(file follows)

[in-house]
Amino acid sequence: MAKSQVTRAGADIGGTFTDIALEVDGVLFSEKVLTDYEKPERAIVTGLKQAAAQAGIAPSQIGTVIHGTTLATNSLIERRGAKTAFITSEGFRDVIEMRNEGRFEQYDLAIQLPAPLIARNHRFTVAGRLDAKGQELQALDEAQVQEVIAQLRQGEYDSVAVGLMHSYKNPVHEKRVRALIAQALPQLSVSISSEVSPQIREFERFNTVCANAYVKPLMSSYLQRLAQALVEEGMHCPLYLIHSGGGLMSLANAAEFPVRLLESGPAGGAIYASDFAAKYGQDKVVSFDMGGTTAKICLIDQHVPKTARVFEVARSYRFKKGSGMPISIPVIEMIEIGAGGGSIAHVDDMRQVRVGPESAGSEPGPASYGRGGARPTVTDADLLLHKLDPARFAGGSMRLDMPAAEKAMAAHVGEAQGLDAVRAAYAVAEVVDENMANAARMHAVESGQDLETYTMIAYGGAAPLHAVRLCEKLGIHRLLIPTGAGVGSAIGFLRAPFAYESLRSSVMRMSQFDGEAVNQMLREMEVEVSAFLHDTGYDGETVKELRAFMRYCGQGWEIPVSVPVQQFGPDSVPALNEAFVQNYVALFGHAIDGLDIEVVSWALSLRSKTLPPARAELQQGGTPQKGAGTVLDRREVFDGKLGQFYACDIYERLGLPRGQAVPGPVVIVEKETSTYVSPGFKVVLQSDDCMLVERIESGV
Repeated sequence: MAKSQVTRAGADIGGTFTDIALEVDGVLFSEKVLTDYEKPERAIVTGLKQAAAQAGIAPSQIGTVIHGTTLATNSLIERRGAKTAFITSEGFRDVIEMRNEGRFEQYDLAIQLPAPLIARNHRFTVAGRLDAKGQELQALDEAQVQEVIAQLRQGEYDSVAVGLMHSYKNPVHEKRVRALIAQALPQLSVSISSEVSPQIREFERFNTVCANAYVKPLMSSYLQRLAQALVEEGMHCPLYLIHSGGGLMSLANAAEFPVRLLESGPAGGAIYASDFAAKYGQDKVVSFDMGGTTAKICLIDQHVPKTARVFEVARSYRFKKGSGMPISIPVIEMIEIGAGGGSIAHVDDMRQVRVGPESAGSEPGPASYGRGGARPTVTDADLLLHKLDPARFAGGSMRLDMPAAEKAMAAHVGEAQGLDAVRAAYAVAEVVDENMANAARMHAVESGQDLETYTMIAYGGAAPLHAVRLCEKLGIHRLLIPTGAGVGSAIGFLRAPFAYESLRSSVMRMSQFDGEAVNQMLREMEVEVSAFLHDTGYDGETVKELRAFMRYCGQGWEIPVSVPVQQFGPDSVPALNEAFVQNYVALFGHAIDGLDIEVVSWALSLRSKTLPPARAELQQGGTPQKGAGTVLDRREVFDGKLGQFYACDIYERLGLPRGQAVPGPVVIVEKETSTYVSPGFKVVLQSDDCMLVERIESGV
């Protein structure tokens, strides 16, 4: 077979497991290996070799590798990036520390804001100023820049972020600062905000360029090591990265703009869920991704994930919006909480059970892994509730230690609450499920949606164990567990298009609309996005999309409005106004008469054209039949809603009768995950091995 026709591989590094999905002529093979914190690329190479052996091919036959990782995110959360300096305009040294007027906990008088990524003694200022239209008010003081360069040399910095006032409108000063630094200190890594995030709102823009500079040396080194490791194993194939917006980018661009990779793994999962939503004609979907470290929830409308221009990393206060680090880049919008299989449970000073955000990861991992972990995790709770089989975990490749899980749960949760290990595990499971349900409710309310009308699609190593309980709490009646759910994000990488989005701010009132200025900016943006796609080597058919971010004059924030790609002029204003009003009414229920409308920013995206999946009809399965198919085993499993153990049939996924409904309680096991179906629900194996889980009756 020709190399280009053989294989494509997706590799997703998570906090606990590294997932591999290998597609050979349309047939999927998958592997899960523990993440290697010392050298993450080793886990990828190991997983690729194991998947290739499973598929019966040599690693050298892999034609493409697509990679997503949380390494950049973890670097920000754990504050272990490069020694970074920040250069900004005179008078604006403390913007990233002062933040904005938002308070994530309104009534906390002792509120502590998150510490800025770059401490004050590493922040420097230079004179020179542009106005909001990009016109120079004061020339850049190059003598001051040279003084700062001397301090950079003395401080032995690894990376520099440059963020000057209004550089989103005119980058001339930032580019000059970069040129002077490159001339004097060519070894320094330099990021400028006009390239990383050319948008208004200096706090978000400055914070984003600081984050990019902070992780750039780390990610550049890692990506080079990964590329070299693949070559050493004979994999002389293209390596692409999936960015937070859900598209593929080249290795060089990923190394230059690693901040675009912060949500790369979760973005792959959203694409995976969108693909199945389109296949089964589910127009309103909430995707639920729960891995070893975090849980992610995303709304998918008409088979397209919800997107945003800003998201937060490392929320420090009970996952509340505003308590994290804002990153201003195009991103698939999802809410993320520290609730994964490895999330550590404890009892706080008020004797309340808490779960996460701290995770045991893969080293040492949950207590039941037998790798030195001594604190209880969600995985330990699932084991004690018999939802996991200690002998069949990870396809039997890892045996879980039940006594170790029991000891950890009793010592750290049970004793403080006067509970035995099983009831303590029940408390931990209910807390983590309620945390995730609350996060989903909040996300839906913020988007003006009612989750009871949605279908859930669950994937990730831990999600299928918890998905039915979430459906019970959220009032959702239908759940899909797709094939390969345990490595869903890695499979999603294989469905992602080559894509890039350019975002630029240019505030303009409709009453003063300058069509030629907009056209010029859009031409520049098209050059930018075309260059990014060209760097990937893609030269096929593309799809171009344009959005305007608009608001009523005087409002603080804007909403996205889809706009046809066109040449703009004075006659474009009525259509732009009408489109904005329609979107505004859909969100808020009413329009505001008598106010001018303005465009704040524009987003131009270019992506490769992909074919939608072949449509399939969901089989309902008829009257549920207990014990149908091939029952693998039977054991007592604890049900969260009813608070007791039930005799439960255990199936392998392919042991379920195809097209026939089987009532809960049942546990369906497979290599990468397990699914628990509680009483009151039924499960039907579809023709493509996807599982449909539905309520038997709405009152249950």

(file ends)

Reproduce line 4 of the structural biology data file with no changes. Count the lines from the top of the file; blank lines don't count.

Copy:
């Protein structure tokens, strides 16, 4: 077979497991290996070799590798990036520390804001100023820049972020600062905000360029090591990265703009869920991704994930919006909480059970892994509730230690609450499920949606164990567990298009609309996005999309409005106004008469054209039949809603009768995950091995 026709591989590094999905002529093979914190690329190479052996091919036959990782995110959360300096305009040294007027906990008088990524003694200022239209008010003081360069040399910095006032409108000063630094200190890594995030709102823009500079040396080194490791194993194939917006980018661009990779793994999962939503004609979907470290929830409308221009990393206060680090880049919008299989449970000073955000990861991992972990995790709770089989975990490749899980749960949760290990595990499971349900409710309310009308699609190593309980709490009646759910994000990488989005701010009132200025900016943006796609080597058919971010004059924030790609002029204003009003009414229920409308920013995206999946009809399965198919085993499993153990049939996924409904309680096991179906629900194996889980009756 020709190399280009053989294989494509997706590799997703998570906090606990590294997932591999290998597609050979349309047939999927998958592997899960523990993440290697010392050298993450080793886990990828190991997983690729194991998947290739499973598929019966040599690693050298892999034609493409697509990679997503949380390494950049973890670097920000754990504050272990490069020694970074920040250069900004005179008078604006403390913007990233002062933040904005938002308070994530309104009534906390002792509120502590998150510490800025770059401490004050590493922040420097230079004179020179542009106005909001990009016109120079004061020339850049190059003598001051040279003084700062001397301090950079003395401080032995690894990376520099440059963020000057209004550089989103005119980058001339930032580019000059970069040129002077490159001339004097060519070894320094330099990021400028006009390239990383050319948008208004200096706090978000400055914070984003600081984050990019902070992780750039780390990610550049890692990506080079990964590329070299693949070559050493004979994999002389293209390596692409999936960015937070859900598209593929080249290795060089990923190394230059690693901040675009912060949500790369979760973005792959959203694409995976969108693909199945389109296949089964589910127009309103909430995707639920729960891995070893975090849980992610995303709304998918008409088979397209919800997107945003800003998201937060490392929320420090009970996952509340505003308590994290804002990153201003195009991103698939999802809410993320520290609730994964490895999330550590404890009892706080008020004797309340808490779960996460701290995770045991893969080293040492949950207590039941037998790798030195001594604190209880969600995985330990699932084991004690018999939802996991200690002998069949990870396809039997890892045996879980039940006594170790029991000891950890009793010592750290049970004793403080006067509970035995099983009831303590029940408390931990209910807390983590309620945390995730609350996060989903909040996300839906913020988007003006009612989750009871949605279908859930669950994937990730831990999600299928918890998905039915979430459906019970959220009032959702239908759940899909797709094939390969345990490595869903890695499979999603294989469905992602080559894509890039350019975002630029240019505030303009409709009453003063300058069509030629907009056209010029859009031409520049098209050059930018075309260059990014060209760097990937893609030269096929593309799809171009344009959005305007608009608001009523005087409002603080804007909403996205889809706009046809066109040449703009004075006659474009009525259509732009009408489109904005329609979107505004859909969100808020009413329009505001008598106010001018303005465009704040524009987003131009270019992506490769992909074919939608072949449509399939969901089989309902008829009257549920207990014990149908091939029952693998039977054991007592604890049900969260009813608070007791039930005799439960255990199936392998392919042991379920195809097209026939089987009532809960049942546990369906497979290599990468397990699914628990509680009483009151039924499960039907579809023709493509996807599982449909539905309520038997709405009152249950």